Boko Haram has killed an aid worker and threatened to kill three other hostages, including the Christian schoolgirl Leah Sharibu.
Saifura Hussaini Ahmed Khorsa, 25, who worked as midwife with the International Committee of the Red Cross (ICRC), had been abducted on 1 March, alongside two other health workers, when the militants attacked the north-eastern town of Rann, near the border with Cameroon.
In a video seen by the Nigerian online magazine The Cable, the insurgents claimed they had contacted the government over the captives but did not get any response.
“We contacted the government through writing and also sent audio messages but the government have ignored us. So, here is a message of blood,” said a spokesman of the group. “The other nurse and midwife will be executed in similar manner in one month, including Leah Sharibu,” the spokesman added.
The killing of the midwife has been widely condemned by many, including the ICRC, who described her as a devoted mother of two.
In a statement, the head of the ICRC delegation in Nigeria, Eloi Fillion, said he was “devastated” by her murder, noting that she was moved to Rann “to selflessly help those in need”.
He also urged the captors to release the two other health workers, Hauwa Mohammed Liman and Alice Loksha Ngaddah. “Like Saifura, they are not part of the fight. They are a midwife and a nurse,” said Fillion. “There is no ideology or religious law that could justify doing any harm to them.”
The UN Resident and Humanitarian Coordinator in Nigeria also condemned the killing. “This incident demonstrates the severe challenges that Nigeria continues to face, but it will not deter the international community from providing aid to millions of Nigerians caught up in the conflict in the northeast,” Edward Kallon said.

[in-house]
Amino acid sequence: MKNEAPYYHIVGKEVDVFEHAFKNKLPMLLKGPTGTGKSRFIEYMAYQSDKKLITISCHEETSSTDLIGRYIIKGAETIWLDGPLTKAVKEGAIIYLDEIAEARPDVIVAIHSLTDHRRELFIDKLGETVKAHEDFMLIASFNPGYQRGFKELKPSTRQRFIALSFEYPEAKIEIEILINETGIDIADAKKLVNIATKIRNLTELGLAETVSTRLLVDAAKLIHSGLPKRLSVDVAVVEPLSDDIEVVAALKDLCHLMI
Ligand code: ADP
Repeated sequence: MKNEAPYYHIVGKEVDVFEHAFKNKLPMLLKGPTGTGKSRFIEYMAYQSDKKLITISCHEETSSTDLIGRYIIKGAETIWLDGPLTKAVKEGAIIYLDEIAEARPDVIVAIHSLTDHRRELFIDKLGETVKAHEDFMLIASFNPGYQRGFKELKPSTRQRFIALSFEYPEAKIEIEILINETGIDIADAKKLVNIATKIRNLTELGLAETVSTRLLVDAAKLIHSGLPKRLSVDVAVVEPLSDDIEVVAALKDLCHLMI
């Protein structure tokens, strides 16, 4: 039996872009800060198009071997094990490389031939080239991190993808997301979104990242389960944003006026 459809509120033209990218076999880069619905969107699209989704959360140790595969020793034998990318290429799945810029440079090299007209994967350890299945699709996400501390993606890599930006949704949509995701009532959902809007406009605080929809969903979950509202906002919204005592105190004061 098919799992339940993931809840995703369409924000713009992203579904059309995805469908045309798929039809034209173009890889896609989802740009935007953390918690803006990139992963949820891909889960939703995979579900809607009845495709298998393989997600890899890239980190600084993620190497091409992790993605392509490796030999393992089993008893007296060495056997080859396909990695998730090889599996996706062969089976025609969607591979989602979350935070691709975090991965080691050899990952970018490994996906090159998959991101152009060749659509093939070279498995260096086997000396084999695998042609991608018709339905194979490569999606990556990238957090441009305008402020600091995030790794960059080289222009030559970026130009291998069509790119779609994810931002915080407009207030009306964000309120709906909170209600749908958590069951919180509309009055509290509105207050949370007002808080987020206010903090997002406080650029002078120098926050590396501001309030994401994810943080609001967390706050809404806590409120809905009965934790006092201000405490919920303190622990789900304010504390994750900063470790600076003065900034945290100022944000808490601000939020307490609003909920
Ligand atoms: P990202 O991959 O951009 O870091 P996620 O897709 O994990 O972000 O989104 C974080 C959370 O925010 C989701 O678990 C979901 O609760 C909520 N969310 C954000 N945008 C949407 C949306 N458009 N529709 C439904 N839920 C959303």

Abducted six months ago
Dozens, including three UN aid workers, were killed during the March abduction, which was attributed to a breakaway faction of Boko Haram, also known as the Islamic State West African Province (ISWAP).
The victims were named as Emmanuel Yawe Sonter and Ibrahim Lawan, who worked with the International Organization for Migration and Dr. Izuogu Onyedikachi, who worked with the UN Children’s Fund (Unicef). A number of soldiers also lost their lives.
The two other female aid workers kidnapped during that incident, and who remain in captivity, are Hauwa Mohammed Liman, another midwife working for ICRC, and Alice Loksha Ngaddah, a nurse working with Unicef and mother of two (a boy aged five and a girl aged two).
World Watch Monitor learned that Alice’s mother, Sarah, died of trauma just two months after her abduction.
At the time of the abduction, the three health workers were providing essential antenatal care to communities in Rann, whose population has more than doubled after an influx of people fleeing violence, ICRC said.
Boko Haram’s nine-year insurgency has claimed more than 20,000 lives and displaced more than 2 million.